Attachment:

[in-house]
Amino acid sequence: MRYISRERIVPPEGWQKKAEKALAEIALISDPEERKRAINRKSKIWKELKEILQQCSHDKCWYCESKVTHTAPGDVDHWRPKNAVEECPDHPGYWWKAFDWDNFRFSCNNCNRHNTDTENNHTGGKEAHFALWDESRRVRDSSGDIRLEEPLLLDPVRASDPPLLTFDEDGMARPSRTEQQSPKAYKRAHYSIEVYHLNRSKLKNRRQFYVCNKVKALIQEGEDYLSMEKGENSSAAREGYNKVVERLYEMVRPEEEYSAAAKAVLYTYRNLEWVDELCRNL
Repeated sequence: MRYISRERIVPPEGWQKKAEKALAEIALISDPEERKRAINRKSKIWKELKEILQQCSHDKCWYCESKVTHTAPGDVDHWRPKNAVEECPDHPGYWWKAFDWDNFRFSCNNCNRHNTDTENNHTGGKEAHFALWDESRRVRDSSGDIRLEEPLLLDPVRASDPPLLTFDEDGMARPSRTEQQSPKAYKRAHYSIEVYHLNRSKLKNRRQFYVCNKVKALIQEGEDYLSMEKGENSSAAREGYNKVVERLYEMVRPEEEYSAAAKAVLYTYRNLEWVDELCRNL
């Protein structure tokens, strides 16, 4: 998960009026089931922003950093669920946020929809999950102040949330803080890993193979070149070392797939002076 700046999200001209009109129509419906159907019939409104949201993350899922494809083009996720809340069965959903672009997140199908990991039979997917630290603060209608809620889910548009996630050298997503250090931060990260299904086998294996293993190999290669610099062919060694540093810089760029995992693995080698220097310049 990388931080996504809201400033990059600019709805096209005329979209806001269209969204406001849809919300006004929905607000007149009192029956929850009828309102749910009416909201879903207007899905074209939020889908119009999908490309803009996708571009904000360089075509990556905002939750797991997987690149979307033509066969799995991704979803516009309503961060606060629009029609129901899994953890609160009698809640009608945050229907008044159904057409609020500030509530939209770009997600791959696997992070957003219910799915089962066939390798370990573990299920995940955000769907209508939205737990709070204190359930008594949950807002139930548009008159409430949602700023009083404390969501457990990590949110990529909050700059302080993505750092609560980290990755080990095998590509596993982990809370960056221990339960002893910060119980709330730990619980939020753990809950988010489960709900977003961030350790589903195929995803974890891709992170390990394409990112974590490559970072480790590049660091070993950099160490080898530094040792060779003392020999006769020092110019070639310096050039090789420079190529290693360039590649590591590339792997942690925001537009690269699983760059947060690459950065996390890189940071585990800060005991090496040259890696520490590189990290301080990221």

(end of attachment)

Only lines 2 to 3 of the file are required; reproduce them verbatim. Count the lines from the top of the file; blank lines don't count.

Amino acid sequence: MRYISRERIVPPEGWQKKAEKALAEIALISDPEERKRAINRKSKIWKELKEILQQCSHDKCWYCESKVTHTAPGDVDHWRPKNAVEECPDHPGYWWKAFDWDNFRFSCNNCNRHNTDTENNHTGGKEAHFALWDESRRVRDSSGDIRLEEPLLLDPVRASDPPLLTFDEDGMARPSRTEQQSPKAYKRAHYSIEVYHLNRSKLKNRRQFYVCNKVKALIQEGEDYLSMEKGENSSAAREGYNKVVERLYEMVRPEEEYSAAAKAVLYTYRNLEWVDELCRNL
Repeated sequence: MRYISRERIVPPEGWQKKAEKALAEIALISDPEERKRAINRKSKIWKELKEILQQCSHDKCWYCESKVTHTAPGDVDHWRPKNAVEECPDHPGYWWKAFDWDNFRFSCNNCNRHNTDTENNHTGGKEAHFALWDESRRVRDSSGDIRLEEPLLLDPVRASDPPLLTFDEDGMARPSRTEQQSPKAYKRAHYSIEVYHLNRSKLKNRRQFYVCNKVKALIQEGEDYLSMEKGENSSAAREGYNKVVERLYEMVRPEEEYSAAAKAVLYTYRNLEWVDELCRNL